Alice Dubin Luggage Tag

I'm not going to lie. I thought I'd feel like the cat who ate the canary on the first night I spent away from my infant twins. But, like every other part of parenting, the reality was much more complex.

I'd had a short business trip to Las Vegas on my October calendar since even before my twins were born in July, and of course many times I wondered whether it would be logistically possible to leave them for two nights just as they turned 12 weeks old. But, with a lot of help lined up for my husband in my absence, we were making it happen. (That's my suitcase in the photo!)

As I got ready to leave for the airport for an annual trip that had seemed so ordinary in past years, I was acutely aware how different things were now. First of all, my carry-on bag seemed impossibly small, and I felt so nimble packing it alone. No diaper bag, no car seats, no double-long stroller. With twins, we are hardly streamlined anymore.

While I've stayed fairly true to my pre-baby promise to myself that I wouldn't feel guilt over non-guilt-worthy things (like, for instance, working), it was emotional kissing the babies goodbye, of course. In these early months, they're at an age when they look different literally every day—with new developments popping up practically each time I pick them up. So what might I miss in 60 hours out of town?

Beyond that, there was some guilt that my husband alone would have to take on such an enormous handful—two hands full, really—while I was gone. But we had help, both of the family and paid varieties, and he'd be fine. (Plus, we both knew he was paying it forward—he had his own business trip on the calendar for the following month after all.)

So when I got in the taxi, my eyes watered. I'd miss my sweet precious nuggets, smiling now all the time. And I'd miss their amazing dad, without whom nothing in my life would be possible or joyful.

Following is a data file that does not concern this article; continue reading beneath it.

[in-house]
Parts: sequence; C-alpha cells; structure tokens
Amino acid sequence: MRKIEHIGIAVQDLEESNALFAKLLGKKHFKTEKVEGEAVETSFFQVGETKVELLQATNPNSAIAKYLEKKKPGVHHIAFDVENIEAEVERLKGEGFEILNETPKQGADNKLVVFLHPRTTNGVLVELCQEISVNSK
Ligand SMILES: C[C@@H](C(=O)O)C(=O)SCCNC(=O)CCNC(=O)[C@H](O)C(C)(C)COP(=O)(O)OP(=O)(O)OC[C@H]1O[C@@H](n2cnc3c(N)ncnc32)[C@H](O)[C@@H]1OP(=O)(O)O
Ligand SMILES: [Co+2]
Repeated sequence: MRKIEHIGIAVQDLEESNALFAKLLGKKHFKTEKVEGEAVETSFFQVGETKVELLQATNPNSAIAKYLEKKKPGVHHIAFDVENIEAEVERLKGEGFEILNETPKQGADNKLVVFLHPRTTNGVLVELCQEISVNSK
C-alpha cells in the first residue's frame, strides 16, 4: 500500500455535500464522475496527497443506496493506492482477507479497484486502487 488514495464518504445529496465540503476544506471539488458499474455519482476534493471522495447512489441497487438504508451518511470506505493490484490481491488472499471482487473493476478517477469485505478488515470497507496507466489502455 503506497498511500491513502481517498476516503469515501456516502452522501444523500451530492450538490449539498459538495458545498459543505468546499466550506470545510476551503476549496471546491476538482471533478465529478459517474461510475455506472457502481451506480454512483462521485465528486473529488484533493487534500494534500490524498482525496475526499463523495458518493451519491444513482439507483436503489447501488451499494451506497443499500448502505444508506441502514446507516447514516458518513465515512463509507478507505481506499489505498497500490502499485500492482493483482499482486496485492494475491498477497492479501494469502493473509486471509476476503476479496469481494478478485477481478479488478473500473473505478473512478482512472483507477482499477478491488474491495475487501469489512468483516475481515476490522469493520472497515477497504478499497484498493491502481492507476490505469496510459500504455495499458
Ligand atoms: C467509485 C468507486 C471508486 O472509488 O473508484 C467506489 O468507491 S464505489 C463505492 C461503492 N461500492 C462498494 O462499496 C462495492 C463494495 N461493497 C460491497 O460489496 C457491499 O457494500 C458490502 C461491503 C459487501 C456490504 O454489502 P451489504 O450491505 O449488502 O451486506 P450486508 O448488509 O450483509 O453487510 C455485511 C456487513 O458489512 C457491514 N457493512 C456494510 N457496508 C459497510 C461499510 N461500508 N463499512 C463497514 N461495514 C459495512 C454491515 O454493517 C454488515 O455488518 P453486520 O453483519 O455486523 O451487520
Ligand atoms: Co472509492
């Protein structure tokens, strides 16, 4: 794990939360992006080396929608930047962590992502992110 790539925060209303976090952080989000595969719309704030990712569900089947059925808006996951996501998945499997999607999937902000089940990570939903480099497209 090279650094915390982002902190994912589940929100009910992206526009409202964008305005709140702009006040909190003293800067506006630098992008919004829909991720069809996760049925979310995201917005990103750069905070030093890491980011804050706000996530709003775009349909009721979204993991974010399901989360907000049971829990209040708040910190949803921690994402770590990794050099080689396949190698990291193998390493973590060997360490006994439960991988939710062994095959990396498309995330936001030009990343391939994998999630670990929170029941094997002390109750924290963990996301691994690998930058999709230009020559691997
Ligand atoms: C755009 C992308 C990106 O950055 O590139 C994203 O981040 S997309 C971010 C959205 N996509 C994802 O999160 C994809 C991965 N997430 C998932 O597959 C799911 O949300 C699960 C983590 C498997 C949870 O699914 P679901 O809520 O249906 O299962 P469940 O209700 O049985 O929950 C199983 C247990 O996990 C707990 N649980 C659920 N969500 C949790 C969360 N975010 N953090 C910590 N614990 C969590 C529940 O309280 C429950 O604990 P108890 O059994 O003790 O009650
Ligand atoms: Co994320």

But it felt good to be back at LAX for the first time since I got too pregnant to fly, way back in April. Months away from airports was a tough conceit for a travel-obsesed person, and even the security line, generally such a chore, felt like a little thrill.

In fact, everything felt like a little thrill those days in Las Vegas, even though it was work, and even though I've been there a thousand times. It just felt so free to walk at my own pace, and to draw the blackout shades, and to sleep soundly, and to do so in a suite to myself uncluttered with swings and play mats and a bunch of stuff that plays the digitized lullabies that I find actually kind of maddening.

And it felt like a triumph in many ways: a triumph over logistical hurdles, yes, but also proof that I can carry on toward professional and personal projects and achievements as an individual apart from my kids, all while I lovingly mother them. I want to set this example for them, as much as I want it to be my own reality.

But it also felt lonesome. I just made these two little humans mere months ago, but I'm already incomplete without them, and I'm incomplete without their dad, my perfect pair. We're a unit, a team, with an unbreakable bond forever, all of us. So while time away from the cacophony of infants is a special treat—a few hands-off moments to exhale during such a focused, hands-on time in life—it's also a reminder of how full life is when we're all together. Quietude is best enjoyed as a contrast to joyful noise. (And yes, you can imagine the noise in this house now, if Las Vegas seems quiet.)

Given my life as a writer and reporter who frequently finds assignments out of town, and given my devotion to travel, I expect I'll experience many nights to come away from the kids. And I'll be glad for that time.

But in the end, home is where family is. And the joy in being away is only possible because I can come home to these three—my heart and soul.